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in the reason that they wanted to have MSA because they didn't feel welcome. In the other MSA, similar similar to what you're saying. And this is like, common, this is like, a lot of people talk about it, I really upset about it. I would rather for them to, you know, to kind of work it out. But, you know, I didn't I didn't follow up. I didn't find out what what they ultimately did. And I think it's, um, it's, um, it's enough for us to at least have a discussion about if they're saying that they, they feel, you know, they feel prejudice, you know, feel some racism. And so they wanted to, you know, have a black MSA, I would rather for them to solve the problem, then separate right.

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So what do you have a white MSA? Definitely, definitely, yeah. MSA, you know, Indonesian MSA, you know, things like that. So rather solve the problem. Yeah, definitely. So that's what we wanted just to like maybe get

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just to get their dis get their perspective on why it is that they feel so uncomfortable. And it's not just Msh it's more of like this, I feel like the Muslim community in general, there is like this idea. I mean, I've read somewhere that an Africa

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technically, Islam did was bought by the Arabs to Africa.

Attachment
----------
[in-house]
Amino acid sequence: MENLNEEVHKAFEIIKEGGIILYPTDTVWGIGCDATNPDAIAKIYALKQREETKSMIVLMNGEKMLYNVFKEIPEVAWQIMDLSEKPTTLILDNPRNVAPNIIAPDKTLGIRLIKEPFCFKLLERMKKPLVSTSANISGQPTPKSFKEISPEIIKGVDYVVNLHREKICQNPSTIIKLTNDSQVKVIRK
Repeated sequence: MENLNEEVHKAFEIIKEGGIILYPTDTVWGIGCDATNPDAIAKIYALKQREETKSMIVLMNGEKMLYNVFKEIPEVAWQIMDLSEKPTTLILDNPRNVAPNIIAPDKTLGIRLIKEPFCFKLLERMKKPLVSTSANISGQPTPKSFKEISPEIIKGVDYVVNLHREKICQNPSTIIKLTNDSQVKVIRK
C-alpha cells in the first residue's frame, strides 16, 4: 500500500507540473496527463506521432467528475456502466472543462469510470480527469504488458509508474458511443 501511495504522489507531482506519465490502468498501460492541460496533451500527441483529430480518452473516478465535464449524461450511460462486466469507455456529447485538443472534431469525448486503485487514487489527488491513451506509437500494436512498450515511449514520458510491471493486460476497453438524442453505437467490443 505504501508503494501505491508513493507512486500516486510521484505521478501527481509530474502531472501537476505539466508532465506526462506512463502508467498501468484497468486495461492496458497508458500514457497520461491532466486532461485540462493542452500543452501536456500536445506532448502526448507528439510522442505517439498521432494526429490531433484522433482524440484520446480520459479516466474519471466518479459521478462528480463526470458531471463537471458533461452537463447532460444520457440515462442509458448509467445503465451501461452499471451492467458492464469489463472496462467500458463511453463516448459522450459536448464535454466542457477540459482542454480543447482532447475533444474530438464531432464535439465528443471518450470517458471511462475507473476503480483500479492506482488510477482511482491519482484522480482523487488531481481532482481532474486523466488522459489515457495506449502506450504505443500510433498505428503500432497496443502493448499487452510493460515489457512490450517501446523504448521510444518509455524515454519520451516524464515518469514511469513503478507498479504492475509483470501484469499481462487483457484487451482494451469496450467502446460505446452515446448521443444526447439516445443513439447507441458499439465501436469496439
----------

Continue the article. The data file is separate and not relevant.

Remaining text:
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And I don't know how many years ago and so it is more of perceived as their religion. And so I understand why now black Muslims would not feel

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welcomed in this community or not feel that they belong to this community.

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The Prophet peace and blessings be upon him he taught us this lesson. He said that there was an addict that was beaten by his people so much he begin to his face begin to bleed and wipe the blood and he said Allah whom it fairly call me for in the hula moon, Oh ALLAH forgive my people because they don't know. I'm so keen. I've always come to the conclusion that usually when people know better they do better.

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So I think that one of our jobs is we have to help one another. You know, there's there's a very beautiful, very simple and alignment mentions. Yah, yah yah ness in the Hala canal common Declan. antoher Jana, come shoulder waka Bella litterfall

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made you into nations and tribes to know one another. And I be honest with you, I love people. I love every kind of people don't sit next to me on the plane. So don't want to talk to you. I'm known for that. Right? Um, you know, years ago when people asked me immense Raj, what's your What's your favorite food?

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You know what I told him? Pakistani food. I remember I was once invited by a Pakistani family for dinner. And that was all messed up.

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Give me some Pakistani food. And so time for dinner and I say ma'am Suraj in honor of you. We made some American food for you.

00:33:34 --> 00:33:35


00:33:36 --> 00:33:41

So Pakistani food was my favorite food until I went to Turkey

00:33:43 --> 00:33:46

Subhan Allah Yes, I agree.

00:33:48 --> 00:33:56

Well, I seem like I was in gender so my point my point is this you know it's like getting to know you

00:33:58 --> 00:34:07

you know when I was in the third grade there was this top level that would you like for me to say it for you now? Yes, please. No Not gonna happen.

00:34:10 --> 00:34:38